A security manager provides methods for checking access and managing executable context and policies:
- validate([accessed, container, name, value])
- Validate access.
- the object that was being accessed
- the object the value was found in
- The name used to access the value
- The value retrieved though the access.
The arguments may be provided as keyword arguments. Some of these arguments may be ommitted, however, the policy may reject access in some cases when arguments are ommitted. It is best to provide all the values possible.
- checkPermission(permission, object)
- Check whether the security context allows the given permission on
the given object.
- A permission name
- The object being accessed according to the permission
- addContext(anExecutableObject, [policy])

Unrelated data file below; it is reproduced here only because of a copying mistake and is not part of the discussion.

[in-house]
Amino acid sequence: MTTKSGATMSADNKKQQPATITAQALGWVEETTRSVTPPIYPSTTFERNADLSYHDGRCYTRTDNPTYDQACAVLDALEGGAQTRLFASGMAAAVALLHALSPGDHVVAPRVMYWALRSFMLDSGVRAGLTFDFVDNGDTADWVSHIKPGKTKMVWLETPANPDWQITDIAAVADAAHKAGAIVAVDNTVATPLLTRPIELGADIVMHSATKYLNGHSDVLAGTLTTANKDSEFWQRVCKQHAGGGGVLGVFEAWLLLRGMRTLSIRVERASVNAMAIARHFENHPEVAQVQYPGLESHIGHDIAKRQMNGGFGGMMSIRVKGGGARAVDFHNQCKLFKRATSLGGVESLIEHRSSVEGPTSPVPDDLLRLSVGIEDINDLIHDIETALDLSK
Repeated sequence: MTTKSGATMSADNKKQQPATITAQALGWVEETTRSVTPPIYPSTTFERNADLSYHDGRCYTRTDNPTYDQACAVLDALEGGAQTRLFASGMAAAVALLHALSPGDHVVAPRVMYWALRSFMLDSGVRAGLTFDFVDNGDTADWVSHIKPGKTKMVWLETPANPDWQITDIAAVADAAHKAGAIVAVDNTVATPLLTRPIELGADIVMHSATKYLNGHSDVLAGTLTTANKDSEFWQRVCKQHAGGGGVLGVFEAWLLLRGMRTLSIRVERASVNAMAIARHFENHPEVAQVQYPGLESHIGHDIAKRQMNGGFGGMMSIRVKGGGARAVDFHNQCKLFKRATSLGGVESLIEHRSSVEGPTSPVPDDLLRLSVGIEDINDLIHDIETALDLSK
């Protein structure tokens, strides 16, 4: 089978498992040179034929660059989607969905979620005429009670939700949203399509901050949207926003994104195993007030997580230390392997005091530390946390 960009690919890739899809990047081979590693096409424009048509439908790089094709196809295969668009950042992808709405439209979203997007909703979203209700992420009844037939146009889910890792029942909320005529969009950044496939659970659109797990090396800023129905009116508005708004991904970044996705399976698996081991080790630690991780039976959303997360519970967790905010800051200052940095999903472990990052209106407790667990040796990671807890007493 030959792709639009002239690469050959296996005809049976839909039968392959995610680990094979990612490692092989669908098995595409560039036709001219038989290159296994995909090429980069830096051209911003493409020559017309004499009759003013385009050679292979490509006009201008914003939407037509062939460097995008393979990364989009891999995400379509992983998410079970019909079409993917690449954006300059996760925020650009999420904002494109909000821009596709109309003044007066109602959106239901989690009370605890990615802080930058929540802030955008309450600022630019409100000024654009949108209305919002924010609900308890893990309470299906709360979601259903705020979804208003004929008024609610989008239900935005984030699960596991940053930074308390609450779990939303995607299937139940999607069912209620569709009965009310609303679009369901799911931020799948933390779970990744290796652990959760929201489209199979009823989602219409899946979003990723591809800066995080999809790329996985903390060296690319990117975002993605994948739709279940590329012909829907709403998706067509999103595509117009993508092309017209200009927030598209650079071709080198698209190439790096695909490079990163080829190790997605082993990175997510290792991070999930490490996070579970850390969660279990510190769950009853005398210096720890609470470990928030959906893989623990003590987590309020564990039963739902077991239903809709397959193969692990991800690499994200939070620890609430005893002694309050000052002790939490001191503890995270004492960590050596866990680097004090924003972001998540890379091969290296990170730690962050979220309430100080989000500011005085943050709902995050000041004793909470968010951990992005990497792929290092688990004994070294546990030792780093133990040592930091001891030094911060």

- Add an ExecutableObject to the current security context. Optionally, add a new SecurityPolicy as well.
- removeContext(anExecutableObject, [policy])
- Remove an ExecutableObject, and optionally, a SecurityPolicy, from the current security context.
- does this mean that only an ExecutableObject
can be added as extra context?
- Good point. This should probably call for some other as yet undefined interface. As mentioned in the ExecutableObject page, the reqired interface will, to some degree, be dictated by the policy.
Are there other types of added context (the caller maybe? referrer?).
- The caller would be in the context stack if
it registers itself.
The referer would be in the REQUEST, which is in the context.
A meta note - we should add the expected return values (or exception throwing behavior) to our interface descriptions.
- Yup, and also the security information. For example, can the thing be called from DTML? using a URL? What permission?